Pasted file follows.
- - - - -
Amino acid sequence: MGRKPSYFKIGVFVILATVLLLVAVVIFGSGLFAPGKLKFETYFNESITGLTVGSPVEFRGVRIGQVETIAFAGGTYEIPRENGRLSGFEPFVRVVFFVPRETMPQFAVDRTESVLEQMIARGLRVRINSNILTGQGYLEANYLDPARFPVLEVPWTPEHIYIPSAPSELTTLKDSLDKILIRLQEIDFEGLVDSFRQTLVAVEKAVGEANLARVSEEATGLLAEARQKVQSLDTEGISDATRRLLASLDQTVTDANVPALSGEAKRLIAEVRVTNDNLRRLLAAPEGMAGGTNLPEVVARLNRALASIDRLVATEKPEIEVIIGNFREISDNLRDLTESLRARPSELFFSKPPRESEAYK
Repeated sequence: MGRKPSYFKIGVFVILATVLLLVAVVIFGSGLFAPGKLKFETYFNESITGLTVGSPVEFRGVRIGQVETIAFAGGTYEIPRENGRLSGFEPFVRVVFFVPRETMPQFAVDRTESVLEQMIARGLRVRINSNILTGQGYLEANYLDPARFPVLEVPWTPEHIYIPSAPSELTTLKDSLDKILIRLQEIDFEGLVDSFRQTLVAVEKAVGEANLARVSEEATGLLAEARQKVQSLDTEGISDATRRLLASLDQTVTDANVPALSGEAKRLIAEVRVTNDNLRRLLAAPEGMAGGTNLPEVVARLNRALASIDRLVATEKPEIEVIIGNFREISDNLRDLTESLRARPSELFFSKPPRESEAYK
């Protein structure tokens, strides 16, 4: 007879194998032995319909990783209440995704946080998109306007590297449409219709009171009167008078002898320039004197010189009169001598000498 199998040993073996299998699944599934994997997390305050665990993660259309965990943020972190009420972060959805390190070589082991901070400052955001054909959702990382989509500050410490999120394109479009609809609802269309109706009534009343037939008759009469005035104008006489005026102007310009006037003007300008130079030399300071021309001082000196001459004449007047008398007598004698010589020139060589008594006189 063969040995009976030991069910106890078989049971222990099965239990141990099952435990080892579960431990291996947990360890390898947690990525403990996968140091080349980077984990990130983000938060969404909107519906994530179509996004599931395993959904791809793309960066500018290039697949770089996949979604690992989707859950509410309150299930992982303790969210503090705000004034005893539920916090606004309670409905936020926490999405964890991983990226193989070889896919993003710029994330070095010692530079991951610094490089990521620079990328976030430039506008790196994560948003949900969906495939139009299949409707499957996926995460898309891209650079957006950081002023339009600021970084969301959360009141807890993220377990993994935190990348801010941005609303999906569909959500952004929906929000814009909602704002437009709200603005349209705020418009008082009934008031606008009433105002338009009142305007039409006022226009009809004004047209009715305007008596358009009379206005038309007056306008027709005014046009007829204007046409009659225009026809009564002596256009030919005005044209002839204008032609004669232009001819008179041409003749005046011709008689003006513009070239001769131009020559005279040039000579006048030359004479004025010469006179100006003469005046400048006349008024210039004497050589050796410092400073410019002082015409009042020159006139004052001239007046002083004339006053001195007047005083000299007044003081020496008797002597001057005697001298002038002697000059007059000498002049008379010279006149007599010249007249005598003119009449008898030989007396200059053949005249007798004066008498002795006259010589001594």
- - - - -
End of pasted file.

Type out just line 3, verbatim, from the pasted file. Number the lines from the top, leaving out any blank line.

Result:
């Protein structure tokens, strides 16, 4: 007879194998032995319909990783209440995704946080998109306007590297449409219709009171009167008078002898320039004197010189009169001598000498 199998040993073996299998699944599934994997997390305050665990993660259309965990943020972190009420972060959805390190070589082991901070400052955001054909959702990382989509500050410490999120394109479009609809609802269309109706009534009343037939008759009469005035104008006489005026102007310009006037003007300008130079030399300071021309001082000196001459004449007047008398007598004698010589020139060589008594006189 063969040995009976030991069910106890078989049971222990099965239990141990099952435990080892579960431990291996947990360890390898947690990525403990996968140091080349980077984990990130983000938060969404909107519906994530179509996004599931395993959904791809793309960066500018290039697949770089996949979604690992989707859950509410309150299930992982303790969210503090705000004034005893539920916090606004309670409905936020926490999405964890991983990226193989070889896919993003710029994330070095010692530079991951610094490089990521620079990328976030430039506008790196994560948003949900969906495939139009299949409707499957996926995460898309891209650079957006950081002023339009600021970084969301959360009141807890993220377990993994935190990348801010941005609303999906569909959500952004929906929000814009909602704002437009709200603005349209705020418009008082009934008031606008009433105002338009009142305007039409006022226009009809004004047209009715305007008596358009009379206005038309007056306008027709005014046009007829204007046409009659225009026809009564002596256009030919005005044209002839204008032609004669232009001819008179041409003749005046011709008689003006513009070239001769131009020559005279040039000579006048030359004479004025010469006179100006003469005046400048006349008024210039004497050589050796410092400073410019002082015409009042020159006139004052001239007046002083004339006053001195007047005083000299007044003081020496008797002597001057005697001298002038002697000059007059000498002049008379010279006149007599010249007249005598003119009449008898030989007396200059053949005249007798004066008498002795006259010589001594």